Ergonomic Tips for Working at Home
By Debra Staton, Wellness Coordinator for the Arkansas Health Network
Merriam-Webster defines ergonomics as “an applied science concerned with designing and arranging things people use so that the people and things interact most efficiently and safely.“
I am not an ergonomics specialist, but I am speaking from experience. While working with a health management company, I had the opportunity to accompany an ergonomic specialist evaluating my client and their workspace. As far as personal experience, I have worked in a remote setting from my own home and learned what works best for me.
Even in the best work environment, we experience a lot of strain and discomfort, sometimes resulting in injuries. During this time of COVID-19, we have had to adapt to a new way of working, which means our work area might not be ideal.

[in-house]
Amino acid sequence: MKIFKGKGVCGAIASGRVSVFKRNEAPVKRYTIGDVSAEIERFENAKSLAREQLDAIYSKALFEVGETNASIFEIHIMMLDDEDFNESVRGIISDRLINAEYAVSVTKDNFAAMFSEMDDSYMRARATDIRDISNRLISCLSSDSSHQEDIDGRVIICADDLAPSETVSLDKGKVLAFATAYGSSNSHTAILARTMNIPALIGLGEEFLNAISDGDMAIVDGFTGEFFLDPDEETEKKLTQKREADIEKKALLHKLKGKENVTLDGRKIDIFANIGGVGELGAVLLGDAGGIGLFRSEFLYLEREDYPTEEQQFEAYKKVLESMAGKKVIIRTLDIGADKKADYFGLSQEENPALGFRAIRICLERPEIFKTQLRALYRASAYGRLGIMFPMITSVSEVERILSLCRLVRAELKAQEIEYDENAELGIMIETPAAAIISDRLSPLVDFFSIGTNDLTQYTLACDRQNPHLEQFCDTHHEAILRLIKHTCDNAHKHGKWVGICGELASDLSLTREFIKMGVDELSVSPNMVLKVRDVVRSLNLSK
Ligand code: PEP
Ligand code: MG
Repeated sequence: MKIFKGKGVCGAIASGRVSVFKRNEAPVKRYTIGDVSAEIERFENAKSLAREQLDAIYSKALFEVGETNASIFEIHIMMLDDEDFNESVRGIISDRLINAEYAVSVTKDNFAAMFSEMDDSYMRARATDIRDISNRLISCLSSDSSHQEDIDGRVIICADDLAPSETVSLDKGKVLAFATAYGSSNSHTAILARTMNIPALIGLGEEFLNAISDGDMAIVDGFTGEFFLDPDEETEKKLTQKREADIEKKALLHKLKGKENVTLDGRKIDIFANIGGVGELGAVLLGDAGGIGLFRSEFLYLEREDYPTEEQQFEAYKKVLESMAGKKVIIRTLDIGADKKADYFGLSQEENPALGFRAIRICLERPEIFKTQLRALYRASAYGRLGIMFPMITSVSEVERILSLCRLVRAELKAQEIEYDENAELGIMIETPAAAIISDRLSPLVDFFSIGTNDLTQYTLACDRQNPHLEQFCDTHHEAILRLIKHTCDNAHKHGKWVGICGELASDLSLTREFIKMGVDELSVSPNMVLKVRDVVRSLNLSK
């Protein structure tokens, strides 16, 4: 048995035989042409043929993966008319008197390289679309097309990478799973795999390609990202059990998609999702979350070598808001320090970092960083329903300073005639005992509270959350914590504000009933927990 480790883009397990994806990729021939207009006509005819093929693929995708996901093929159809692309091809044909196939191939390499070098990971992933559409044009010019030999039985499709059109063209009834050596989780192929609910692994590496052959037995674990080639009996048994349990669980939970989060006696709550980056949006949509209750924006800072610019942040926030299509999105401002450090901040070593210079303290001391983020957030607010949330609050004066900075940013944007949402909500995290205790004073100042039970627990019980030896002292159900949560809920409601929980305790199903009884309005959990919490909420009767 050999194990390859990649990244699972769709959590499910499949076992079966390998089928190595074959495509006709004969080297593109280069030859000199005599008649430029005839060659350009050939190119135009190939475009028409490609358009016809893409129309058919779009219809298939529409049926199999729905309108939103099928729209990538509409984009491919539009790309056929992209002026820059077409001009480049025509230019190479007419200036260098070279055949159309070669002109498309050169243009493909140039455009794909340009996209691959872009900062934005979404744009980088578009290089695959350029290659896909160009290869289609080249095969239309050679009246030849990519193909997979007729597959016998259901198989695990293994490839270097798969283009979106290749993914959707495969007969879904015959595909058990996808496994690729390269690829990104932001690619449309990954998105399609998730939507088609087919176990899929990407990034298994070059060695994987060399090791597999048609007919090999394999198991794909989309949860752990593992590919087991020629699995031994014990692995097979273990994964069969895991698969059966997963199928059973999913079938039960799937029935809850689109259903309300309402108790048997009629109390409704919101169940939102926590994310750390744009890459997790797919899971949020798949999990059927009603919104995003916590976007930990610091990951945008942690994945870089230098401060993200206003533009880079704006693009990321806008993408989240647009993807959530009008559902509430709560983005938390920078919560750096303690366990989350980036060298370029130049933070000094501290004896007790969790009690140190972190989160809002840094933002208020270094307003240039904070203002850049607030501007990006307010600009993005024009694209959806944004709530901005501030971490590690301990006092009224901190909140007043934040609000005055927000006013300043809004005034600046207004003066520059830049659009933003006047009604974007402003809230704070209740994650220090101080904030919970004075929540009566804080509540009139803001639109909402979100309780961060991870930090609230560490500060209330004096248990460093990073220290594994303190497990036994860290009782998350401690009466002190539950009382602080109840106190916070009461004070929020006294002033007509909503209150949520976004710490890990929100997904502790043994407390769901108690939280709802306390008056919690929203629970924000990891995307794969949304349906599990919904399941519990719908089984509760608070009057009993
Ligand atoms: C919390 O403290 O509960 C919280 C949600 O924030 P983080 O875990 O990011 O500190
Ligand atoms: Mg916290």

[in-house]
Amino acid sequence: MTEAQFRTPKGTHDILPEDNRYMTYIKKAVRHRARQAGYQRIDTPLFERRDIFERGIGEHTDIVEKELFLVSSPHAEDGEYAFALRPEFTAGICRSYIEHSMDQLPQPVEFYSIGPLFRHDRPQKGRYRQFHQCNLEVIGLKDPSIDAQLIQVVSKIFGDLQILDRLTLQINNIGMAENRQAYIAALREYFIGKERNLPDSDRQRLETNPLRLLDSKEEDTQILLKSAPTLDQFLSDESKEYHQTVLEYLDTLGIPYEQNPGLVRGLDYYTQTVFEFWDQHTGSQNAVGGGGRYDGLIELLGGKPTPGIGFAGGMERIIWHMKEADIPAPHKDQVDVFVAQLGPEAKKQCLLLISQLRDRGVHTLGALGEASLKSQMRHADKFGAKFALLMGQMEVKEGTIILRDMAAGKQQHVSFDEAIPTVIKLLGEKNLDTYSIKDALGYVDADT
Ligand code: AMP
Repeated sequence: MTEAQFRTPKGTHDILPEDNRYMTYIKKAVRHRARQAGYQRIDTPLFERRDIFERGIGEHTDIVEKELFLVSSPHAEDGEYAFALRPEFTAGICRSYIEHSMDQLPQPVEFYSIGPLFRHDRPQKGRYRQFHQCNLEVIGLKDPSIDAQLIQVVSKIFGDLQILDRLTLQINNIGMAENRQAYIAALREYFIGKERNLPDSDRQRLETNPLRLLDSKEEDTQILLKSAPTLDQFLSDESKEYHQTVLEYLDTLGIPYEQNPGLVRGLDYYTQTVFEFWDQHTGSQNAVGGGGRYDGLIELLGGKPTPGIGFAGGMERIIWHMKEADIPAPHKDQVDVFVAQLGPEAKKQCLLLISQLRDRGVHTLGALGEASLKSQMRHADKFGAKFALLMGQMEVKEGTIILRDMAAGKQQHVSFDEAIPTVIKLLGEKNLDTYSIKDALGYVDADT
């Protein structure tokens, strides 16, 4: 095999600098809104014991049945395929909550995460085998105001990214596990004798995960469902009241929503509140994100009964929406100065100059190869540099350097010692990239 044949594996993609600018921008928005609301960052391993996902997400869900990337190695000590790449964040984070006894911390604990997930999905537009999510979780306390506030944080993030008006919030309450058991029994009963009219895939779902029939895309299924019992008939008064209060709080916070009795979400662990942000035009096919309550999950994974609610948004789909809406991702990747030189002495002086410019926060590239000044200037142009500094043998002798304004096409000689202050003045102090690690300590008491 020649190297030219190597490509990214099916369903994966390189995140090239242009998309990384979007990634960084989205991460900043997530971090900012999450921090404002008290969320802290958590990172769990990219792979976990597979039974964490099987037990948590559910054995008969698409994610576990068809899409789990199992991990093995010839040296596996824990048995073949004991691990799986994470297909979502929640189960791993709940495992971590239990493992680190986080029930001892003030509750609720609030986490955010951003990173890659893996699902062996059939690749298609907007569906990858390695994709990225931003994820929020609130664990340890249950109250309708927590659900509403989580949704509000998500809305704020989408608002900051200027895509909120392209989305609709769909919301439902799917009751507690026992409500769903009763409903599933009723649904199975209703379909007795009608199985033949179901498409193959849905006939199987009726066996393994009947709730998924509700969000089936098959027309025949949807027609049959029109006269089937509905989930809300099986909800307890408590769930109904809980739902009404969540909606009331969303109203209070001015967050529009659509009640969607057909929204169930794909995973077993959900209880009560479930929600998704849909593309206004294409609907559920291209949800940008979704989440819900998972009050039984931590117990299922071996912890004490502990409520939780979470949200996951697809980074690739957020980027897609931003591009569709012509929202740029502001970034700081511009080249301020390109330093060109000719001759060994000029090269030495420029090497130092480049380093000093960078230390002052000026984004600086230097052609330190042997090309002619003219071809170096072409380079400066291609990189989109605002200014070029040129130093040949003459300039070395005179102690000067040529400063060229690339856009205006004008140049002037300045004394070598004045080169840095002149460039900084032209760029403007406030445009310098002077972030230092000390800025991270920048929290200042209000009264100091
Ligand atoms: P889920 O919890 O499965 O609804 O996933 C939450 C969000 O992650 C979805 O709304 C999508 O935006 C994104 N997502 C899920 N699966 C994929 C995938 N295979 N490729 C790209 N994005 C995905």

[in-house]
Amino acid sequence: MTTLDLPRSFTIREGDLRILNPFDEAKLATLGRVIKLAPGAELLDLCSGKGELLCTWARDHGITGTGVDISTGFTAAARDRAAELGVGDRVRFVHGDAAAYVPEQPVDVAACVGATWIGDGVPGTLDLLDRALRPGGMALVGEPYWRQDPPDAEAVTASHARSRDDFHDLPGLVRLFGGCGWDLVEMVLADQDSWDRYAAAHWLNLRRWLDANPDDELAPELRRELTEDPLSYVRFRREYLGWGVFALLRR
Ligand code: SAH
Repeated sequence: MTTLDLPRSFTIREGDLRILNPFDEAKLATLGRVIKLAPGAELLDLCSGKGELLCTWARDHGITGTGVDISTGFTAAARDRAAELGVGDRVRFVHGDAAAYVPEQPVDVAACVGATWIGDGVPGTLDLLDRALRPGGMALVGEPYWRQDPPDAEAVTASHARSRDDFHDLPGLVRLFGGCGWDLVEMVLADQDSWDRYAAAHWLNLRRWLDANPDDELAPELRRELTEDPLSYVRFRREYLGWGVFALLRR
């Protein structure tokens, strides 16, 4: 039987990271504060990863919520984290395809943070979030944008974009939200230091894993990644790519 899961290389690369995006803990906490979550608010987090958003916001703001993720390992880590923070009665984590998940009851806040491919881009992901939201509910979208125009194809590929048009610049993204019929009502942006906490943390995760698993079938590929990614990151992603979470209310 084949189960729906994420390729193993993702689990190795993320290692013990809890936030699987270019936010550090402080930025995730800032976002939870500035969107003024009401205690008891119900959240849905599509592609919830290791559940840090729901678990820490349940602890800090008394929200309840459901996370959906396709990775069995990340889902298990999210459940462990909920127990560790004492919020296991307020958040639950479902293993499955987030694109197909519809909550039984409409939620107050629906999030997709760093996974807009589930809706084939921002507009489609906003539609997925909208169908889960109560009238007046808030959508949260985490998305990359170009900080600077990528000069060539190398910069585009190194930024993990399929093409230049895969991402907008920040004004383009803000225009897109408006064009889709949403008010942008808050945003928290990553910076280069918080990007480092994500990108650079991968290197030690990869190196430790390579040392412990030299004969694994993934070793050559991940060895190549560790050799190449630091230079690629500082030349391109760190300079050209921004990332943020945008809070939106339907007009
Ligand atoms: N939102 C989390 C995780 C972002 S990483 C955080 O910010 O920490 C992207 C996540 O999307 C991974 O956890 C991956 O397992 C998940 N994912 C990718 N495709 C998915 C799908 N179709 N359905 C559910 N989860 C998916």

So, let’s start with some small changes that can make a difference. You will notice one or two changes can make a big difference at the end of the day.
Tips to help eliminate bad posture and reduce strain on the body:
- Practice moving your shoulders up, back and down. If you find yourself slumping, sit up straight and take notice of your awkward posture.
- Remember take the 30/30 stretch. For every 30 minutes of sitting, move for 30 seconds to get the blood flowing, loosen muscles and re-focus. If needed, set your alarm to remember to take a break.
- Evaluate your computer location. Depending on where you are sitting, you might need to put books under your monitor/laptop in order to be at the correct height. Your keyboard and mouse should be close to your body. You don’t want to reach too far and cause strain.
- Where are you sitting? If you find yourself in a dining room chair, try sitting on a cushion and even roll up a towel for lower back support. It is important you make sure your feet are flat to the floor. You can also improve your stability and balance while sitting on an exercise ball. A stronger core helps protect the lower back and will promote better posture. To stay upright, you will be constantly engaging the core abdominal muscles.